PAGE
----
birding-aus Ornithological Racism or what is native ?

To: All <>
Subject: birding-aus Ornithological Racism or what is native ?
From: John Gamblin <>
Date: Wed, 26 May 1999 01:45:21 -0700 (PDT)
Robert Berry <> wrote:

Well said, Harry!

What a complex subject this is. I think we can find an excuse to
intervene in the population dynamics
( for a moment there I had a typo that rendered "poopulation", since
the topic is introduced birds like Rock Doves I was loath to correct

European migrants introduced any number of birds, mammals and plants to
make themselves feel more at home or simply to improve the place. This
unleashed changes that forever change the balance between native
species and their environment. Unless we now "manage" these newcomers
(and moderate other impacts we have on the land) we can kiss goodbye to
some proportion of native species. So, perhaps, more than an excuse we
have in fact a duty to put a lid on exotic populations.

But as I heard on the radio that a program of netting Common Mynas at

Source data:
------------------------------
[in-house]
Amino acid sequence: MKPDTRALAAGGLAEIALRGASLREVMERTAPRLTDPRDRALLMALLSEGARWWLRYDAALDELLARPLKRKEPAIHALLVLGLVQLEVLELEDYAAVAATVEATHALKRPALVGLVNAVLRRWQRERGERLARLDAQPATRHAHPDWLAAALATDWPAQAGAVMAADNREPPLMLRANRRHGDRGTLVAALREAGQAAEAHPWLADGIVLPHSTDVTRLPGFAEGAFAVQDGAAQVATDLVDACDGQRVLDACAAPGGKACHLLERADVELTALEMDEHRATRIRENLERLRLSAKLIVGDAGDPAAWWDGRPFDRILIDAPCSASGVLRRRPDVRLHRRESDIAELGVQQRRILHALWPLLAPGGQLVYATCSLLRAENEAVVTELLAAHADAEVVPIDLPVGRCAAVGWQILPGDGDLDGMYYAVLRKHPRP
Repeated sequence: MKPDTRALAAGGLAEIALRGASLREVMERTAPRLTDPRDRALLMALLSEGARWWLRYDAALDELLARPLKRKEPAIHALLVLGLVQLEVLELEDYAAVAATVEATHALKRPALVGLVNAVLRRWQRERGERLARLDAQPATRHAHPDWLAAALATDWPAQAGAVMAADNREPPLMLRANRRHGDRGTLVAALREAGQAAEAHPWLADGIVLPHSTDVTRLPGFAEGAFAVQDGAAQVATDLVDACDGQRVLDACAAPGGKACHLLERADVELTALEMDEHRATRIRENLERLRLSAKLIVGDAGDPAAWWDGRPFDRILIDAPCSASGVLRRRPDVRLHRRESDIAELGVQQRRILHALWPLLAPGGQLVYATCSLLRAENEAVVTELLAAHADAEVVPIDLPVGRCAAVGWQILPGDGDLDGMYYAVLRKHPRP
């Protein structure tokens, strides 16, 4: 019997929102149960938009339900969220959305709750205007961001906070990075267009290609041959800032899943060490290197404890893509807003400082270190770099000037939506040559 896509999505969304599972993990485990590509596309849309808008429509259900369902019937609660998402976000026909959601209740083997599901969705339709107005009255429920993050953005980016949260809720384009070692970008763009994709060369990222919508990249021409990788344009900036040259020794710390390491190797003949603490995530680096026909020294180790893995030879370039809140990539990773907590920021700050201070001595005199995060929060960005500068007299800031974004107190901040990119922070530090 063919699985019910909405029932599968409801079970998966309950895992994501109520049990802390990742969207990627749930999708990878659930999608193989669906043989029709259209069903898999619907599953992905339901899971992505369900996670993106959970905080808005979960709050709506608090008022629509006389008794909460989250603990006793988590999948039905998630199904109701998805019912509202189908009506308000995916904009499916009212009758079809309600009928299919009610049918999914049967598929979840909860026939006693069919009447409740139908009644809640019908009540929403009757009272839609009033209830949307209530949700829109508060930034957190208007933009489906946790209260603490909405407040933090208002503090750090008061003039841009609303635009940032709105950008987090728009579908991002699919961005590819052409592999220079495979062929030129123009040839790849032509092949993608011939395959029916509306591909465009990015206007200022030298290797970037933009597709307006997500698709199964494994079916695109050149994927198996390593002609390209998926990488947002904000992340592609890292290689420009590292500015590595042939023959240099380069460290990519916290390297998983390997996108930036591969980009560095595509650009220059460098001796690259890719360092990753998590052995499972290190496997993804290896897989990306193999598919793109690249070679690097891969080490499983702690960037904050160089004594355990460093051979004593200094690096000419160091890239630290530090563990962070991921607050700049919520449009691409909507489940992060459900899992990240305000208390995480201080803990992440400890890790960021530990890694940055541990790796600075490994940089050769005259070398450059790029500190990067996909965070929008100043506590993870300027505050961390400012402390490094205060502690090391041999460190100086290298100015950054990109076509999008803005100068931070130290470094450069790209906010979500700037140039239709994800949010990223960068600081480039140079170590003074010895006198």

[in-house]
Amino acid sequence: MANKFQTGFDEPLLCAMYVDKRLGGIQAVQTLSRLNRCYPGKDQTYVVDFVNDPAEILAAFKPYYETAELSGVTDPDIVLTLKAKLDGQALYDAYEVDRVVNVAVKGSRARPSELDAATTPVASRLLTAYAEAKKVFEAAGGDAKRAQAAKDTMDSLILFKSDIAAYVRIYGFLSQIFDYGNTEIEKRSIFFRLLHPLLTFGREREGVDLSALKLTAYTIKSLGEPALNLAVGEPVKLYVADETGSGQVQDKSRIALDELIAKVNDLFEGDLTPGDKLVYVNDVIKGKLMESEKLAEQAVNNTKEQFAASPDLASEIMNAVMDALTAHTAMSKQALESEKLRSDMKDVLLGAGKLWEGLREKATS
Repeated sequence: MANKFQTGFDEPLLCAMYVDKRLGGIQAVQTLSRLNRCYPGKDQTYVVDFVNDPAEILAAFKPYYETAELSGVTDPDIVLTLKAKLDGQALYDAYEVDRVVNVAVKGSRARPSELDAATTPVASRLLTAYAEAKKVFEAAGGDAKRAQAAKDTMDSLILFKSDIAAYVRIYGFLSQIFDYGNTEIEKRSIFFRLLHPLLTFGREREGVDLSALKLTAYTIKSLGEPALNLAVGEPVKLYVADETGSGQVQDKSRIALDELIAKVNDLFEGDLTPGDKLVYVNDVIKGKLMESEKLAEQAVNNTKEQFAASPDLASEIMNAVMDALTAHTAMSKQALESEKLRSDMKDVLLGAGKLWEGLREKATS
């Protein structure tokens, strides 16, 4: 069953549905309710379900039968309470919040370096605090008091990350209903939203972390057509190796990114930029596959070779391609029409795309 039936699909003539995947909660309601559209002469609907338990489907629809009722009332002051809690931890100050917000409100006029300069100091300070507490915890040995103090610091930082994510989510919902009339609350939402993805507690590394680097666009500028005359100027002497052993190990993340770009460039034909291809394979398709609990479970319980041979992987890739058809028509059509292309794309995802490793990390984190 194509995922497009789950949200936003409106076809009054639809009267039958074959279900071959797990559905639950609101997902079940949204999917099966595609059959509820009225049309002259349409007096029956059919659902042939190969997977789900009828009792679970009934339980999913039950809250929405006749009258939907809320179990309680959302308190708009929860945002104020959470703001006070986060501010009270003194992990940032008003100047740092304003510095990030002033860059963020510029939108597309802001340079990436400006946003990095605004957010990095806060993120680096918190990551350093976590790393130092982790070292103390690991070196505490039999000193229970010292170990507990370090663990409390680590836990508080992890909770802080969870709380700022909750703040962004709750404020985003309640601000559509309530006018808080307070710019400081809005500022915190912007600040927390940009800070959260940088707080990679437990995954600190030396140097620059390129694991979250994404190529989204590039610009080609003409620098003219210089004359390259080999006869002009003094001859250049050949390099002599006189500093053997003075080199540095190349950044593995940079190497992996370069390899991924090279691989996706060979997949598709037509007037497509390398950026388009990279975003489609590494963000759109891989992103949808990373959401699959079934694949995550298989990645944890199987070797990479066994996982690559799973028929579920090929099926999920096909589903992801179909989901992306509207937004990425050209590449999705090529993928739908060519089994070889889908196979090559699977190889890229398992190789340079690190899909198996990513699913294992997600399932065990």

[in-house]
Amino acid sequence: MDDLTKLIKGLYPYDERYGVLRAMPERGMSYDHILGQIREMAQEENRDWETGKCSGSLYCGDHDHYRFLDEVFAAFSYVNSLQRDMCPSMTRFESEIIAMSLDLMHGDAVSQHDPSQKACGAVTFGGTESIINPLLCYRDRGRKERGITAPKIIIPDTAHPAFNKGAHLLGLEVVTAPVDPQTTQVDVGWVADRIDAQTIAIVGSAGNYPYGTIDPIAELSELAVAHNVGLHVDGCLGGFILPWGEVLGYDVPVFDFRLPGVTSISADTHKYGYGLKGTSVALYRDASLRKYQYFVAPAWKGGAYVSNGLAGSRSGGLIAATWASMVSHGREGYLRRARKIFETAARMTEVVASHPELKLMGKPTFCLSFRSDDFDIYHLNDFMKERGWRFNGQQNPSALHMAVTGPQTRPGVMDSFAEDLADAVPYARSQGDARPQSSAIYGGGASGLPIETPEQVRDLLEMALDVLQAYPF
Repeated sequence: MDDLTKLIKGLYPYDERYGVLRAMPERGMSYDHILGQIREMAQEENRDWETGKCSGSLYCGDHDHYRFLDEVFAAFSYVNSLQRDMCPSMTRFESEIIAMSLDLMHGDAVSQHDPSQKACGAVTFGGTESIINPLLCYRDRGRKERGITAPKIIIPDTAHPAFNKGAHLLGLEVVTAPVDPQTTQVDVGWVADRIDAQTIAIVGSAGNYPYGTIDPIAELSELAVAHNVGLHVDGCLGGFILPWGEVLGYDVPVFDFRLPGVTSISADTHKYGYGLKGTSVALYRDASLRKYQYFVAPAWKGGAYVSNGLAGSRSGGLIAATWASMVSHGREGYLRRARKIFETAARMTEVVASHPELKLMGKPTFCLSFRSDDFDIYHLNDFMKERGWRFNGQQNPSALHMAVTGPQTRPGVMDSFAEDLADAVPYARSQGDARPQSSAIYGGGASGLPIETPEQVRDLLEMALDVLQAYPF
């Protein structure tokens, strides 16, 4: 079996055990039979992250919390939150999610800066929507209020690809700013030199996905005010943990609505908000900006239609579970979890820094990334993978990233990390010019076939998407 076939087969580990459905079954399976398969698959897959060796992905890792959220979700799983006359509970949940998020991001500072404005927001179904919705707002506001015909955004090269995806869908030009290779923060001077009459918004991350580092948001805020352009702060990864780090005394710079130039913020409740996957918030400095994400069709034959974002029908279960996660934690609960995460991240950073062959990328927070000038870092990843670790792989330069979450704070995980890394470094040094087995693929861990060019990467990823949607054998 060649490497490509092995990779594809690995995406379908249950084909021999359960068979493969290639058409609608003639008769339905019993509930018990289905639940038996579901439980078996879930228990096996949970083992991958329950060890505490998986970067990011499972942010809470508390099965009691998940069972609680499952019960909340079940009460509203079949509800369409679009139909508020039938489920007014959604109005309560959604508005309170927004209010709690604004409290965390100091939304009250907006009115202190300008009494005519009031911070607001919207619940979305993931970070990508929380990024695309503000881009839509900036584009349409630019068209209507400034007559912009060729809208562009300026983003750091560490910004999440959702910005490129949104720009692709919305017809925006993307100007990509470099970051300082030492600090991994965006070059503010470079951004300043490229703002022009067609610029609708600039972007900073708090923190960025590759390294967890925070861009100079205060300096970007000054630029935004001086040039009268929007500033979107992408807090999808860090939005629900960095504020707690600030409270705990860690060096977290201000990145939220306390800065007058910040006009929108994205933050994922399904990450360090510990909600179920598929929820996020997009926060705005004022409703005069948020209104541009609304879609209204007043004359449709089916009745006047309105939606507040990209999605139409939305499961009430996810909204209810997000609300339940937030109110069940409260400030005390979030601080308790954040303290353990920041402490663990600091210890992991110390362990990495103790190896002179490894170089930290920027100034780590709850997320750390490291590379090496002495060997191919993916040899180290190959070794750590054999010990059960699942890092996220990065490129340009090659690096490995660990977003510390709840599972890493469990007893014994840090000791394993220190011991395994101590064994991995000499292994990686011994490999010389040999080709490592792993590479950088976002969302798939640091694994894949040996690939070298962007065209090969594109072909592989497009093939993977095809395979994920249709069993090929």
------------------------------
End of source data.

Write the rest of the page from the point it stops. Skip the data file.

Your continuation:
their winter roosts in Sydney has begun I asked myself is this
justified ? Unless this is a sustained program the population will
simply bounce back at the end of it. In that case all that's happened
is that someone has spoiled the day for the unfortunate Mynas in the
wrong place at the wrong time. Of course, if it is sustained and
effective small hole nesting natives will benefit from increased nest
site availability and one restriction on their population size will
have been ameliorated. But what of unintended good effects of
naturalisation of exotic species ? In
the UK the introduced and very attractive Mandarin
Duck is doing well. In its homeland it's in big trouble. So what? Well,
the Songthrush, Skylark
and Chaffinch have all suffered reverses at home. All are doing well
somewhere in Australia or New Zealand. 

Of the methods for interfering with nesting offered
the best clearly involves pricking (or cooking, or substituting with
dummies) the eggs because the parent then wastes a considerable time
acheiving nothing rather than simply starting again. But remember, in a
stable population the average lifetime productivity of a pair of birds
is just two more of its species. That means a lot of eggs have got to
be pricked. Planting native vegetation is a much better option.

Please note that my email address will soon change.

I for one totally agree with Rob on planting a lot more native
vegetation but what exactly is native ? how far back do we go to
confirm native status ? what are the thoughts of all due to the now
known climatic changes that are about to take place ?????

John A. Gamblin

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